Another key aspect of the mortgage rules addresses the way that mortgage brokers get compensated. In particular, if you pay someone directly to get a mortgage loan, that person usually can't also get paid a commission by somebody else. That eliminates any temptation a broker might have to offer you a high-commission product that will get you into financial trouble.

Borrowers also get protection under the new rules from the companies that service their loans. You have to receive a clear monthly statement that shows how your payments were credited, and if you have an adjustable-rate mortgage, your statement has to tell you in advance when your rate is going to change.

If you fall behind on your mortgage, the new rules also give you more leverage. Servicers generally have to wait four months before starting a foreclosure proceeding, in order to give you time to request a loan modification. Once you apply for a loan modification or other help, the servicer can't simultaneously move forward with a foreclosure proceeding, and you have the right to assistance from the mortgage servicer to help you with your options.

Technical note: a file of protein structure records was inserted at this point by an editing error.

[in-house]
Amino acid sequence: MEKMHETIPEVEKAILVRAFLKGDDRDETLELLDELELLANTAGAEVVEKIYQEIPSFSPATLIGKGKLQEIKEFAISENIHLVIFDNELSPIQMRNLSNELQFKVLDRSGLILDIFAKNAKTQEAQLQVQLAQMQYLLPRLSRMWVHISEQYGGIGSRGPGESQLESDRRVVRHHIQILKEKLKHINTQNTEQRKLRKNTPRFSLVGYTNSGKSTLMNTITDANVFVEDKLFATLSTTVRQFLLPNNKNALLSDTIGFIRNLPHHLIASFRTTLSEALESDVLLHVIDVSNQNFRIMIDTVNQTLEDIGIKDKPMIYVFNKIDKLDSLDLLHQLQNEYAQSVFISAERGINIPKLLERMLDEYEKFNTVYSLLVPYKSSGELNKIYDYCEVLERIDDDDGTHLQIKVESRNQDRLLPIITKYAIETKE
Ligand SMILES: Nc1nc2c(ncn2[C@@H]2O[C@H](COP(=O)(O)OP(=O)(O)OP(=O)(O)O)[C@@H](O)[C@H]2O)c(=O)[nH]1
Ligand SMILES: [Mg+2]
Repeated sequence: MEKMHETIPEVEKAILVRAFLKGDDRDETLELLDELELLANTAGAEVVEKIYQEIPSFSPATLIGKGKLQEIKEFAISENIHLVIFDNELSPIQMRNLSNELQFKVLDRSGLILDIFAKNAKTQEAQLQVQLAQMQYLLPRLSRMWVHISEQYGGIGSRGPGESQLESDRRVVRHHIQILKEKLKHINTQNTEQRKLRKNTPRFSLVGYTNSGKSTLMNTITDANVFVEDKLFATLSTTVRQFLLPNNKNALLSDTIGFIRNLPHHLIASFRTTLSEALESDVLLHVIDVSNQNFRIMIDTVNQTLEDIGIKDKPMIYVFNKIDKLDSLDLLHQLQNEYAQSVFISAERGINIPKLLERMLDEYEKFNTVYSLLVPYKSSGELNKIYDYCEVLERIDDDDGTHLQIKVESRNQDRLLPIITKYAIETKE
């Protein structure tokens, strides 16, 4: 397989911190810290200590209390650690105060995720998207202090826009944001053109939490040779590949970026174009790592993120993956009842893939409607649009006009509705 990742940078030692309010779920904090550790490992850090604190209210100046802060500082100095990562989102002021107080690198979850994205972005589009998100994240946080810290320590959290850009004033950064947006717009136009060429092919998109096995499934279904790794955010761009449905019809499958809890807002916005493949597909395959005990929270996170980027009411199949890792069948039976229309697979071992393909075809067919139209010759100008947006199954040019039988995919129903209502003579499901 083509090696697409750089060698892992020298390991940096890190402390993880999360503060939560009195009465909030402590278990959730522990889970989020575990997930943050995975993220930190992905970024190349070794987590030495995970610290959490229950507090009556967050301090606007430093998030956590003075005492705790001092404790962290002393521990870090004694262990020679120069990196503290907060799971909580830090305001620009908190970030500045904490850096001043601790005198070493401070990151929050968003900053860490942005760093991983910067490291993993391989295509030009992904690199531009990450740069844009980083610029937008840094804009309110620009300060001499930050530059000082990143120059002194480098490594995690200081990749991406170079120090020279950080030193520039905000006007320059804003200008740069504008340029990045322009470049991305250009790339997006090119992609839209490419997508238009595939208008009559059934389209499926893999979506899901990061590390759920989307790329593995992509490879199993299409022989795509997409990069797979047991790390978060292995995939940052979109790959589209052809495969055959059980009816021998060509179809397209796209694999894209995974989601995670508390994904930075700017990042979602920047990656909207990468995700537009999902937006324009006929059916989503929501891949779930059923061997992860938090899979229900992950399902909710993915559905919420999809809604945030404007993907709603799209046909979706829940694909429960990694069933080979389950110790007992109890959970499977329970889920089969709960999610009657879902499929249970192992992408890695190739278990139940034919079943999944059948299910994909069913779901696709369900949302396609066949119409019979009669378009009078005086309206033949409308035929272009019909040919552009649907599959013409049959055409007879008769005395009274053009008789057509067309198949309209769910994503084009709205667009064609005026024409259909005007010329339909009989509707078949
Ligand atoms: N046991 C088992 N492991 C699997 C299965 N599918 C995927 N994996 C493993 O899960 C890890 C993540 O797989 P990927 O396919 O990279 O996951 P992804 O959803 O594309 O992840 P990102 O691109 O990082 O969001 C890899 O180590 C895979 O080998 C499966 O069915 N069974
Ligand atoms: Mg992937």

The CFPB's new rules won't entirely eliminate situations in which homeowners overextend themselves and get into trouble on their mortgage loans. And they don't make it against the law for lenders to make non-qualified loans, though they do make it harder. Still, by making the process easier to understand and safer upfront, the rules should help many borrowers avoid completely unnecessary risks of the type that caused so many people to lose their homes during the mortgage crisis.

You can follow Motley Fool contributor Dan Caplinger on Twitter @DanCaplinger or on Google+.

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Safe, according to the WSJ "interest only" loans are once again climbing back to the 40% of all loans level seen just before the crash. So where is the change, and protection for us who bailed out these same high flying borrowering clowns during the last crash.

January 27 2014 at 7:50 AM Report abuse +1 rate up rate down Reply

We know the business world is run by republicans, ref. Chamber of commerce, so we need more democrats in office to make sure we are not being used. Look what went on with the bush jr. administration to put us in the position we are today. We do need regulations to protect the consumer, yup, both democrats and republicans. Hats off to President Obama for even trying to clean up this mess of the 8 years of republican bush jr's administration.

January 27 2014 at 6:13 AM Report abuse -2 rate up rate down Reply


January 26 2014 at 3:36 PM Report abuse -1 rate up rate down Reply